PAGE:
Saturday, April 24, 2010

Lacto-Fermented Apple Butter

Continuing the theme of preserving as many different kinds of produce as I can this year, I made lacto-fermented apple butter. Lacto-fermenting is so easy and delicious! Most every time, I am struck by the simplicity of preparation and yumminess of results! Now, this is different than lacto-fermenting sauerkraut; whereas sauerkraut ferments and mellows for up to six weeks, this apple butter only sat out at room temperature for a few days. I wasn't sure what kind of a fermented *tang* it would have. As of yet - not much. Just a flavorful apple spread that has the benefits of lacto-fermentation for preservation as well as nutrition. I imagine if it lasts long enough in the fridge (which I doubt! - we are devouring it!), it will acquire more of a kick as time passes. I used the recipe in Nourishing Traditions. It calls for dried apples that have been re-hydrated, I think for intensity of flavor compared to water content. However, I baked fresh apples, uncovering them in the end to dry them out so that they are marvelously flavorful. The recipe also calls for more honey, but these apples are so sweet and good as-is, I wanted to add as little as I could get away with. The whole household is pleased with the results.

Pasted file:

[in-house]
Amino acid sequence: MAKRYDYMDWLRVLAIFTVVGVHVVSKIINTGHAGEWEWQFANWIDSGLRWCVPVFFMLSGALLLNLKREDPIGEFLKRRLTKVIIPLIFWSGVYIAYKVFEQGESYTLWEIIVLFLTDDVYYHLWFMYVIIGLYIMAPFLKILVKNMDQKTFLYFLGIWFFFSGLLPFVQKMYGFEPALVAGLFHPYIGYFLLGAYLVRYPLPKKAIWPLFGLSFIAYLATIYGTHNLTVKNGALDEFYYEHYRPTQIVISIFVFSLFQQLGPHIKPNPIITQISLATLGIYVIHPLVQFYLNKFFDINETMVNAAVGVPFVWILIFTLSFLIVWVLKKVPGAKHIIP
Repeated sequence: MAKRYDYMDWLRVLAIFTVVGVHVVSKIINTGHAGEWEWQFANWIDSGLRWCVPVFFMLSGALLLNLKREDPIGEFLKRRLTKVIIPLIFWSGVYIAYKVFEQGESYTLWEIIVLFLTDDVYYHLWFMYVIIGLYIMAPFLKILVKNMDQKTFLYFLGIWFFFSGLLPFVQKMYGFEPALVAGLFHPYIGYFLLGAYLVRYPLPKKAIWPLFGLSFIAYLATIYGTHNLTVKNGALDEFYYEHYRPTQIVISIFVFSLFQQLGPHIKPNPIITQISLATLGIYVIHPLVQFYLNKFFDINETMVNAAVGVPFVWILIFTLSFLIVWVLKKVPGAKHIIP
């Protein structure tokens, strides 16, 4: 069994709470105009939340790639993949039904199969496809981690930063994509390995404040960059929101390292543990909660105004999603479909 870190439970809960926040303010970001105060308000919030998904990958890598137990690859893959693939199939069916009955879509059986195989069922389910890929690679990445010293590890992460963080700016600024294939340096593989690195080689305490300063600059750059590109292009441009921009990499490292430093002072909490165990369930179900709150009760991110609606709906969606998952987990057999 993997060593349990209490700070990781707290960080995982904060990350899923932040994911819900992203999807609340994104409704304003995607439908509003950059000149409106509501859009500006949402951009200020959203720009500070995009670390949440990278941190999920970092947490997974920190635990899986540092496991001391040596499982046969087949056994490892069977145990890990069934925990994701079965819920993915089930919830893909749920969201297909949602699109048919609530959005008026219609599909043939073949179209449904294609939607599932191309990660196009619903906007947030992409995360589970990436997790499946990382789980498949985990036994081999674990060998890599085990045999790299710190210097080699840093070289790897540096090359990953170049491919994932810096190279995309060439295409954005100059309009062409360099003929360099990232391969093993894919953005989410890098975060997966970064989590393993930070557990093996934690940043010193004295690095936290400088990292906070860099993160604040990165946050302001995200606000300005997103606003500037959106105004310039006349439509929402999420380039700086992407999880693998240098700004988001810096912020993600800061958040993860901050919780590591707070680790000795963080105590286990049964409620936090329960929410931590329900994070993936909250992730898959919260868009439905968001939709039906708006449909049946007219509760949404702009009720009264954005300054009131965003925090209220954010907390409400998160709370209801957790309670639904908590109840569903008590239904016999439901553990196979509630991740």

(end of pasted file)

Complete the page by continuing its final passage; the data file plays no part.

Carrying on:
We got a huge bag of "cosmetically challenged" apples at the farmers' market from the end of the cellar-apple season - there ended up being a lot of Fujis. So I froze some after baking, and made a quart-plus of apple butter with the rest. We wish I'd made more!

Lacto-fermented Apple Butter
- a quart-plus (wish I could tell you how many apples, but you'll
have to figure it out for yourself...)

Bake, covered, at 400:
Apples- quartered and cored - not peeled
Once they are soft, take off the lid and bake another 15 mins, then
turn off the oven and let them sit until their edges are browned and
crisp (this is usually just me forgetting about them...).

Blend cooled apples in a food processor with:
1/4 cup of whey - drained from plain, live-active organic yogurt
1 tbsp seasalt
1.5 tbsp raw honey

Pour into a clean jar and cover with a sterile lid.
Let sit at room temperature for 3 days, then refrigerate.

Will last 2-3 months.
You might as well go ahead and plan to make more than one batch...!

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